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Boys to (super) men

It's all fun and games until you almost get hit by a plane. Actually, no, that only applies to people with more than half a brain. When you're dealing with a group of teenagers, who literally don't know what the word "hubris" means, the fun continues until someone gets hurt. Then it continues some more. Will these kids stop before it's too late?
Chronicle is about three high school seniors who gain telekinetic powers after finding a weird crystal in a hole in the ground. Popular Steve (Michael B Jordan) and philosophical Matt (Alex Russell) just want to have fun with silly pranks; brooding Andrew (Dane De Haan) wants a lot more. He's tired of being his drunkard dad's punching bag and being treated like a weirdo at school. (Carrying around a camera to film his life doesn't help.) Now's the time for his revenge. Can his move to the dark side be stopped before he turns into yet another villain cliché?

A lot of fun to watch


Despite the fact that it's somewhat predictable, Chronicle was a lot of fun to watch. What makes it particularly impressive is the fact that this is the first film by writer Max Landis and director Josh Trank, both of whom are only 26! Because of their age, the dialogue feels natural and is often exactly what you'd expect from a group of high school students.

However, the "found footage" genre doesn't always fit. Perhaps the point was to make everything seem more real. That worked rather well in movies like The Blair Witch Project and Paranormal Activity, both of which scared me like very few horrors do.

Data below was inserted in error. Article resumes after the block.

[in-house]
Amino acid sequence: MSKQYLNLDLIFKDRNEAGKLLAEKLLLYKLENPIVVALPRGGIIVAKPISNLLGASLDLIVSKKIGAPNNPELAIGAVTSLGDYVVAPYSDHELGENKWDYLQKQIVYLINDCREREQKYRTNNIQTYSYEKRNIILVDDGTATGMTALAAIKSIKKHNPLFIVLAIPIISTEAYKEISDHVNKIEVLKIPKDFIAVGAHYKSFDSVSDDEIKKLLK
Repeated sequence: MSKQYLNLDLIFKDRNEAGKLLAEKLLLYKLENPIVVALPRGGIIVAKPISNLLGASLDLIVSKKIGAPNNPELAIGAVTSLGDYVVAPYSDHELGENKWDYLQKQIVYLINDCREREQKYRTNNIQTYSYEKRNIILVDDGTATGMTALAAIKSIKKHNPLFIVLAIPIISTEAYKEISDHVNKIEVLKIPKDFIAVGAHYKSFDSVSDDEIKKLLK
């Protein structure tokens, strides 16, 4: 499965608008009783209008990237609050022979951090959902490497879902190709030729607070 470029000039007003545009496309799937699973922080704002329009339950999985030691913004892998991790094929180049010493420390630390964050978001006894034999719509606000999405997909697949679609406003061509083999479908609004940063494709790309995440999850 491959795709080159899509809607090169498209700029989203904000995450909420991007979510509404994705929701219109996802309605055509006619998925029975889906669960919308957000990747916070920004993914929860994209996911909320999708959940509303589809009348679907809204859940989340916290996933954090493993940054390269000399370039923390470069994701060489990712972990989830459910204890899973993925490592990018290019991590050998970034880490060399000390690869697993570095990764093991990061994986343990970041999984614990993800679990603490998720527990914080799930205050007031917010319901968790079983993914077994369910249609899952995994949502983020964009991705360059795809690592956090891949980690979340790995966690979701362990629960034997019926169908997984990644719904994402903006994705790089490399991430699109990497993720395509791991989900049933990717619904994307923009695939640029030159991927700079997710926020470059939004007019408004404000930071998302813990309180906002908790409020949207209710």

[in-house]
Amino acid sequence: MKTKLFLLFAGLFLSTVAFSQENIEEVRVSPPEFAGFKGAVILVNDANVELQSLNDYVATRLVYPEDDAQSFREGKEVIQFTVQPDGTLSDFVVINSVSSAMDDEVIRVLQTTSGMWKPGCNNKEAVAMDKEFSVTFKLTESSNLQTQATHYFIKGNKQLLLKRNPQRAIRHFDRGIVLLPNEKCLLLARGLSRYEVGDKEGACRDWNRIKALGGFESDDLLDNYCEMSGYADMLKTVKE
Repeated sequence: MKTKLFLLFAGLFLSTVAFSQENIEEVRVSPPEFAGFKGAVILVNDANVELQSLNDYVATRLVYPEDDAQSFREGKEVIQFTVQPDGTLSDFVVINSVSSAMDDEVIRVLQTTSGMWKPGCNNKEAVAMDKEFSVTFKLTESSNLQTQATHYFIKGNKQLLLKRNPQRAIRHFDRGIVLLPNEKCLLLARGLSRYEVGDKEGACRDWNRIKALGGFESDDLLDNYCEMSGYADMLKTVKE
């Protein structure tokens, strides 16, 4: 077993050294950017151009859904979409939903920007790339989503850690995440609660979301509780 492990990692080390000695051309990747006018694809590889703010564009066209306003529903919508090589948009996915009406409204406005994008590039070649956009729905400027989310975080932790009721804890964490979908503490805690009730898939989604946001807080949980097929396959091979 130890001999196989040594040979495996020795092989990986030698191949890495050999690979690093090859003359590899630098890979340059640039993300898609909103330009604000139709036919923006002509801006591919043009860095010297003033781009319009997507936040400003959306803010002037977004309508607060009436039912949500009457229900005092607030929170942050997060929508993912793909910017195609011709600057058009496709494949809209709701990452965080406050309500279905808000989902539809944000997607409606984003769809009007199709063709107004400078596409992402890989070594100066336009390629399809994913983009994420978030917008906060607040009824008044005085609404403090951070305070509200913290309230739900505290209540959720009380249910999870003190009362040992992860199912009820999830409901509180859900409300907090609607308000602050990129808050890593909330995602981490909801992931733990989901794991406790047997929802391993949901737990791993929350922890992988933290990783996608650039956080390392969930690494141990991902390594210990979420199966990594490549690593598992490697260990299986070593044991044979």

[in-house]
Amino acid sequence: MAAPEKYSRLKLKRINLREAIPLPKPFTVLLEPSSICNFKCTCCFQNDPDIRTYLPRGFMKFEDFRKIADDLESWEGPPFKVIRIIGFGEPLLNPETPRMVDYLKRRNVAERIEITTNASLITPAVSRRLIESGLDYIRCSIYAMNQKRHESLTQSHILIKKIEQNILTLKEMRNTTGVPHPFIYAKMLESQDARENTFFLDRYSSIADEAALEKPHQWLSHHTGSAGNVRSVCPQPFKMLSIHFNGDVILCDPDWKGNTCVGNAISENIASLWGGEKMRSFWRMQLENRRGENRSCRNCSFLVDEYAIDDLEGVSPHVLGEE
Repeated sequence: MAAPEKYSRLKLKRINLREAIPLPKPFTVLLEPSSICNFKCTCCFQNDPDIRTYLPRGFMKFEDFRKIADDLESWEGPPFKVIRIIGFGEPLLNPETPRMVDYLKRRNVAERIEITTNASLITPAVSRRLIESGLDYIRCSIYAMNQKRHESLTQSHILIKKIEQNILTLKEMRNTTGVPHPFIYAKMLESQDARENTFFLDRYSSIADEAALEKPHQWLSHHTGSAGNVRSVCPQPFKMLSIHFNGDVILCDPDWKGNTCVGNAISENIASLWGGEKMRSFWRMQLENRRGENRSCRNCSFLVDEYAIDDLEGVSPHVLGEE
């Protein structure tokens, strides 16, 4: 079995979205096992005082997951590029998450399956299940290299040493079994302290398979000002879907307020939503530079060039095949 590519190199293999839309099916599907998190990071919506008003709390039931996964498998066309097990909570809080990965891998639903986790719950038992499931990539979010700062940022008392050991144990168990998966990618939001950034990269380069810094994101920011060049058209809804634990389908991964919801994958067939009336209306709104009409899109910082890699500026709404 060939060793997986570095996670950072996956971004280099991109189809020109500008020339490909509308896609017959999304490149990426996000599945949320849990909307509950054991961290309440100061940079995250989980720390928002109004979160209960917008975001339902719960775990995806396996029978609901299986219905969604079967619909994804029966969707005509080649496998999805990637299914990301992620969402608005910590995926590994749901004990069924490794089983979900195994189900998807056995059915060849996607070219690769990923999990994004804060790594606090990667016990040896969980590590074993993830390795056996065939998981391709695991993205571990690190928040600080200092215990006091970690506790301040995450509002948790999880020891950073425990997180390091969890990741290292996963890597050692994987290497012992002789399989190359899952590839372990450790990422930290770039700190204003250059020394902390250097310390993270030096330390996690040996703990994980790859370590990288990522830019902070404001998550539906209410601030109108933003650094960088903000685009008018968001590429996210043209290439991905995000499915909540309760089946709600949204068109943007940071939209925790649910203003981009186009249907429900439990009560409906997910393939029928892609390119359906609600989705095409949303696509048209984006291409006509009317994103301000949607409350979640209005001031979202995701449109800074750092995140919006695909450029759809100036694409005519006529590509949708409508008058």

Still, making it seem real is what makes the special effects seem fake. That wasn't a problem in Cloverfield, probably because the budget was huge. For Chronicle, which was filmed in South Africa for only USD12 million, the effects can only go so far. Yes, some of them (like when the boys are playing football in the clouds) are great; others just make you laugh and cringe.



Abusing our powers leads to more suffering


Ultimately, Chronicle is a movie that makes you think a lot about the powers we have and what we'd do if we had even more. And yet, despite the fact that we can't use our minds to bend forks or crush cars, we're already quite powerful. That's because all the things we say and do have a huge effect on us and on the world. Even the little things have meaning (as Drew Dudley pointed out in his recent TED Talk about everyday leadership). That means we need to make sure we're using our powers for our good and for the good of everyone else.

At the same time, we need to stop and realise that abusing our powers will only lead to more suffering. Take anger. For some stupid reason, we often think that getting revenge will somehow make us feel better. Um, it doesn't. Instead, it always leaves us worse off, just like picking up a burning coal to throw at someone else will hurt us too (and might not even hurt the other person at all).

Perhaps Andrew should have spent more time reading, like Matt, and less time filming his life as a way to escape. Then he might have come across what Alexandre Dumas had to say in The Count of Monte Cristo: "Hatred is blind and anger deaf: the one who pours himself a cup of vengeance is likely to drink a bitter draught." Bitter indeed.

Rating: 3.5 out of 5
Running Time: 1 hours, 24 minutes
Age Restriction: 13 (contains epic violence and teens talking trash)

About Eugene Yiga

Eugene graduated from the University of Cape Town with distinctions in financial accounting and classical piano. He then spent over two-and-half years working in branding and communications at two of South Africa's top market research companies. Eugene also spent over three-and-a-half years at an eLearning start-up, all while building his business as an award-winning writer. Visit www.eugeneyiga.com, follow @eugeneyiga on Twitter, or email moc.agiyenegue@olleh to say, um, hello.
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Read more: Eugene Yiga, Chronicle

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